As an example, Fig Loans is working to disrupt the payday loan industry by offering small loans that can be paid back over a period of several months. They drastically reduce the payments and interest on these loans, helping people build credit instead of keeping them in debt. They are also a certified B corporation (more on that below).
CEO of Fig Loans, Jeff Zhou, says, "I'm a true believer in creating a business that intentionally strives to upset poor ways of doing things. That's innovation. That's good business. And when you find a social problem that needs fixing and figure out a better solution to that problem, especially if it helps out a lot of people that were hurt from the old way, then that's something to really get behind."
Another example is Journey Pure, an addiction center located in Tennessee and Kentucky that connects highly qualified medical practitioners and addiction counselors to people struggling with drug and alcohol addiction. Their goal is to not only help get people off the substances that they are addicted to, but also to help them root out the mental and social problems that contribute to their addiction.
Does social responsibility help with growth and profitability?
Businesses have the capital, the resources, and the leadership to do good for the world. But does it help a business grow and profit? It depends. If a business is being charitable just for the optics, it's probably not going to help their bottom line.
The co-owner and CMO of Nolah Mattress, Stephen Light, says: "There's a reason we donate to wildlife conservation every time we sell a mattress. It's because we believe in the preservation of the natural world for the next generation. Companies that just try to do social good to win points in the marketplace rarely succeed."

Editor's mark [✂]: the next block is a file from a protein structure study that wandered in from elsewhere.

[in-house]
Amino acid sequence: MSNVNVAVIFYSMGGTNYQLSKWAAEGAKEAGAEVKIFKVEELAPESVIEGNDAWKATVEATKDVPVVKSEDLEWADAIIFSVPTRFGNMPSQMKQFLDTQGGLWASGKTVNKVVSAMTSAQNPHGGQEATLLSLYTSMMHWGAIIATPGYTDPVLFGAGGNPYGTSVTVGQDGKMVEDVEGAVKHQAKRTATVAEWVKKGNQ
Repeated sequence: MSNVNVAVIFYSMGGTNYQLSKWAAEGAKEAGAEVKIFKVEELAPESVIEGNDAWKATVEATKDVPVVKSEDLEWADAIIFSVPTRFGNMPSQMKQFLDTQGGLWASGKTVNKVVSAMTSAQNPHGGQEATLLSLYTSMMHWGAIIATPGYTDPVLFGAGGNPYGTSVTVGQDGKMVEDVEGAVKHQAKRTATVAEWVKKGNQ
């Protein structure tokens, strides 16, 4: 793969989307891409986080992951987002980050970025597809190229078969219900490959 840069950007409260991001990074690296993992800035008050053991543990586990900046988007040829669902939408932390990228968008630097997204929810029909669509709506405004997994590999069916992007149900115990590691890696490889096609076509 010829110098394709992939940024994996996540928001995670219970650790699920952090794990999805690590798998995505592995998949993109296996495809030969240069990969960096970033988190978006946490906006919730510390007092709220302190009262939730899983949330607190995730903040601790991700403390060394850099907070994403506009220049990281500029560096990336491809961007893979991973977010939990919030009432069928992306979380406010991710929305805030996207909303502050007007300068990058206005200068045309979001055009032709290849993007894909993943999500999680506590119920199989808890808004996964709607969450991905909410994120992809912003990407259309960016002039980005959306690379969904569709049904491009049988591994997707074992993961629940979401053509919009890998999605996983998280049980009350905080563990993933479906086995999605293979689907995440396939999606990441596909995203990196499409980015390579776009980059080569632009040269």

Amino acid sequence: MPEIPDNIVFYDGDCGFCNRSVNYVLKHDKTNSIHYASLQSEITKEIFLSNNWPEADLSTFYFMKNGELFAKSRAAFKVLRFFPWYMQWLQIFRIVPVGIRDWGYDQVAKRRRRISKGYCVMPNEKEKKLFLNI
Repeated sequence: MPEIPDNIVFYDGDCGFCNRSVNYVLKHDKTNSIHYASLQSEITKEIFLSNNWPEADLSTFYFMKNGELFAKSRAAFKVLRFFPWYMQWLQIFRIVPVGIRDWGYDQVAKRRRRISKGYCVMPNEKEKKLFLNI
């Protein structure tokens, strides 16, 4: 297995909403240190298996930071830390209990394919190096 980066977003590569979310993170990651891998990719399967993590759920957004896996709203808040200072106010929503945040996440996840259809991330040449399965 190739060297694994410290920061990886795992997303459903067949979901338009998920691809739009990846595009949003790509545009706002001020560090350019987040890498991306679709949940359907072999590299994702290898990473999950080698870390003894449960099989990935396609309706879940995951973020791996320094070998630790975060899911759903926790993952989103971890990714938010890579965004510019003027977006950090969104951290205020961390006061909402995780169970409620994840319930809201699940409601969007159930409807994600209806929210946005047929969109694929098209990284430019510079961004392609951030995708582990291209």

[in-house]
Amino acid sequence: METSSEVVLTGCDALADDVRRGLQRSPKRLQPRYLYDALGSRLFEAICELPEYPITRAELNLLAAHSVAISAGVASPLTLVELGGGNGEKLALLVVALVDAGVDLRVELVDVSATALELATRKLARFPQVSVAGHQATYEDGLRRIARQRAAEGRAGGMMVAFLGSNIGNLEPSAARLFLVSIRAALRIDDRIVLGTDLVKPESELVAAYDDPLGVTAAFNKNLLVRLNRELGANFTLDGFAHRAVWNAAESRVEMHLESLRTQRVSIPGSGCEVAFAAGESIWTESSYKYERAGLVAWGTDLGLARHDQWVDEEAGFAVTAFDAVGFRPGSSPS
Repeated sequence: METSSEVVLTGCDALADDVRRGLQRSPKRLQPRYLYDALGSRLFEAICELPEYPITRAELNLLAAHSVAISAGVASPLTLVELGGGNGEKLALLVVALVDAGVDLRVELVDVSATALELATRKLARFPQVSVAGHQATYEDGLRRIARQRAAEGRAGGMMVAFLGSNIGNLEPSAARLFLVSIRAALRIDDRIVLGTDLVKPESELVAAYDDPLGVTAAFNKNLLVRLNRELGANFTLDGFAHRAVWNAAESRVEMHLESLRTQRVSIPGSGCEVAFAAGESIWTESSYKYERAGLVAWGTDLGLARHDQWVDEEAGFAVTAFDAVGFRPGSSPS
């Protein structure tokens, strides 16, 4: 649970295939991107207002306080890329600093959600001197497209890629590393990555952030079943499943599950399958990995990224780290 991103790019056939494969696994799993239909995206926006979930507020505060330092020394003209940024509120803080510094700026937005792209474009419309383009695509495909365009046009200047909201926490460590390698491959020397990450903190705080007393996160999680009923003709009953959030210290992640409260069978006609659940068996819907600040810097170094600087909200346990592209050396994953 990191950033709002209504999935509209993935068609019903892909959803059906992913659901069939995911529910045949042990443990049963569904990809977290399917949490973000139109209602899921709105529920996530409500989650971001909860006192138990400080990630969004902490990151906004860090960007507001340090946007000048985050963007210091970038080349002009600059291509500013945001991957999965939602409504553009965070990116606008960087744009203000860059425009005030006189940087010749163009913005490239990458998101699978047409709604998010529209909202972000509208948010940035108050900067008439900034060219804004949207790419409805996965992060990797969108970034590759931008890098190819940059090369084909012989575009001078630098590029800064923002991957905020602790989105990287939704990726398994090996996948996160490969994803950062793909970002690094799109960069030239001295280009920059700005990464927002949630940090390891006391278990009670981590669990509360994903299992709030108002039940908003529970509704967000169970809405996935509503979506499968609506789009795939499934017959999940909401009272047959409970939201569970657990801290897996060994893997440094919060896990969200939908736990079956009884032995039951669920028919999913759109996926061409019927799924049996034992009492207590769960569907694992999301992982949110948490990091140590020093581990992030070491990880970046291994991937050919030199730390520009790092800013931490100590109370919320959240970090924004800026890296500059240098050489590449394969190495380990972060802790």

Know your mission, know your product, and understand how it aligns with what you intend to support. But more importantly, know your customer. In the end, it's the customer that builds the brand. Supporting the charities and causes they support can be a wise move, as long as it aligns with your business ethics and goals. Pandering will only violate public trust.
So what exactly are the benefits?
This article in Forbes argues that it's everything from increased innovation and brand awareness to cost savings and long-term growth.
This study in September 2019 found evidence that when a company shows itself as socially responsible, it attracts a harder-working pool of employees with more quality work outcomes.
The book The Healing Organization offers various stories of businesses succeeding when they make profitability and human flourishing a priority. Think: DTE energy pulling itself out of near dissolution in the 2008 recession by committing to not laying off any of its employees.
Tools and resources to partner with charities
If you're not sure where to start, here are some organizations that can help you partner with charities that need funding or otherwise start your journey of giving.
Charityvest: A tool that allows businesses to match, report, and administrate their giving through one account
Bright Funds: An all-in-one giving platform that engages and empowers employees to give
WeSpire: A platform that helps businesses grow their giving through gamification and behavioral science
Goodworld: A full suite of tools to empower action and generosity
Benevity: Giving software that scales with growing businesses
Certified B Corp: B Corps are businesses that legally obligate themselves to make business decisions for the greater good
GivePulse: A search engine for local volunteer opportunities for businesses to share with their employees and offer incentives like paid time off
Millie: Gives businesses a simple solution for creating their own social impact platform